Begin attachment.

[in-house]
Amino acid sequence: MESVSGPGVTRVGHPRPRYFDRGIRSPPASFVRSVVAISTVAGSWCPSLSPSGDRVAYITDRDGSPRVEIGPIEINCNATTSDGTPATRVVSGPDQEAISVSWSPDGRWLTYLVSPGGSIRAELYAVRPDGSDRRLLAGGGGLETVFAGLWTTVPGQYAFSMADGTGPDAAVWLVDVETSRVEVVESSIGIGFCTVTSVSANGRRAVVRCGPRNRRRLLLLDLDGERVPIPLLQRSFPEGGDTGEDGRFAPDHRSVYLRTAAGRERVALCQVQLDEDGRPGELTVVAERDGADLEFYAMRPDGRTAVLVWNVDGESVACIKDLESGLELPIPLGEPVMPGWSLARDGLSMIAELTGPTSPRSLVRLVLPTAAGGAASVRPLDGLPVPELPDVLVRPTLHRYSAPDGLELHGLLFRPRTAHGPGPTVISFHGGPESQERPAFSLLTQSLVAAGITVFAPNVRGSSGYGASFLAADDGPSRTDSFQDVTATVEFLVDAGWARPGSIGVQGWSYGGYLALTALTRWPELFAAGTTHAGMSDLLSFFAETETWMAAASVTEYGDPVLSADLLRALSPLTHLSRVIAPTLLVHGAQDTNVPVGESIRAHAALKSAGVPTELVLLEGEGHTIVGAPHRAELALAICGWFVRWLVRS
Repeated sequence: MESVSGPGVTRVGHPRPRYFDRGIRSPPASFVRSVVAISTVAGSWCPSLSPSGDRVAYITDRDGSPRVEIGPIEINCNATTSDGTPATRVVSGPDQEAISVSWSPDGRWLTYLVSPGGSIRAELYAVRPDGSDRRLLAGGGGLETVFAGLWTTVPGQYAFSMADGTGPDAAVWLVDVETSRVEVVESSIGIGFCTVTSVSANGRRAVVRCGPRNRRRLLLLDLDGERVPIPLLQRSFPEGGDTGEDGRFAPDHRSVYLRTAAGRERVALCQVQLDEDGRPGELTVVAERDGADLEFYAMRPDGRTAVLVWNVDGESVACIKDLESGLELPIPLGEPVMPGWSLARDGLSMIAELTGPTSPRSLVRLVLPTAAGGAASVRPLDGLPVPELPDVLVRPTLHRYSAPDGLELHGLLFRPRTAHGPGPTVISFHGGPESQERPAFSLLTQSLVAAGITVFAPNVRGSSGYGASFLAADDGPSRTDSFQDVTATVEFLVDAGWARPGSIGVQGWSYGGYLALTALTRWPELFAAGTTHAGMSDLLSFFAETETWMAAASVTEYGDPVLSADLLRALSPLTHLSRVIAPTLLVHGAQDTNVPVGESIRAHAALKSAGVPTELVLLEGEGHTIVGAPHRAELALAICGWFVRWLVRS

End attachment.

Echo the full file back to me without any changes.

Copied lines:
[in-house]
Amino acid sequence: MESVSGPGVTRVGHPRPRYFDRGIRSPPASFVRSVVAISTVAGSWCPSLSPSGDRVAYITDRDGSPRVEIGPIEINCNATTSDGTPATRVVSGPDQEAISVSWSPDGRWLTYLVSPGGSIRAELYAVRPDGSDRRLLAGGGGLETVFAGLWTTVPGQYAFSMADGTGPDAAVWLVDVETSRVEVVESSIGIGFCTVTSVSANGRRAVVRCGPRNRRRLLLLDLDGERVPIPLLQRSFPEGGDTGEDGRFAPDHRSVYLRTAAGRERVALCQVQLDEDGRPGELTVVAERDGADLEFYAMRPDGRTAVLVWNVDGESVACIKDLESGLELPIPLGEPVMPGWSLARDGLSMIAELTGPTSPRSLVRLVLPTAAGGAASVRPLDGLPVPELPDVLVRPTLHRYSAPDGLELHGLLFRPRTAHGPGPTVISFHGGPESQERPAFSLLTQSLVAAGITVFAPNVRGSSGYGASFLAADDGPSRTDSFQDVTATVEFLVDAGWARPGSIGVQGWSYGGYLALTALTRWPELFAAGTTHAGMSDLLSFFAETETWMAAASVTEYGDPVLSADLLRALSPLTHLSRVIAPTLLVHGAQDTNVPVGESIRAHAALKSAGVPTELVLLEGEGHTIVGAPHRAELALAICGWFVRWLVRS
Repeated sequence: MESVSGPGVTRVGHPRPRYFDRGIRSPPASFVRSVVAISTVAGSWCPSLSPSGDRVAYITDRDGSPRVEIGPIEINCNATTSDGTPATRVVSGPDQEAISVSWSPDGRWLTYLVSPGGSIRAELYAVRPDGSDRRLLAGGGGLETVFAGLWTTVPGQYAFSMADGTGPDAAVWLVDVETSRVEVVESSIGIGFCTVTSVSANGRRAVVRCGPRNRRRLLLLDLDGERVPIPLLQRSFPEGGDTGEDGRFAPDHRSVYLRTAAGRERVALCQVQLDEDGRPGELTVVAERDGADLEFYAMRPDGRTAVLVWNVDGESVACIKDLESGLELPIPLGEPVMPGWSLARDGLSMIAELTGPTSPRSLVRLVLPTAAGGAASVRPLDGLPVPELPDVLVRPTLHRYSAPDGLELHGLLFRPRTAHGPGPTVISFHGGPESQERPAFSLLTQSLVAAGITVFAPNVRGSSGYGASFLAADDGPSRTDSFQDVTATVEFLVDAGWARPGSIGVQGWSYGGYLALTALTRWPELFAAGTTHAGMSDLLSFFAETETWMAAASVTEYGDPVLSADLLRALSPLTHLSRVIAPTLLVHGAQDTNVPVGESIRAHAALKSAGVPTELVLLEGEGHTIVGAPHRAELALAICGWFVRWLVRS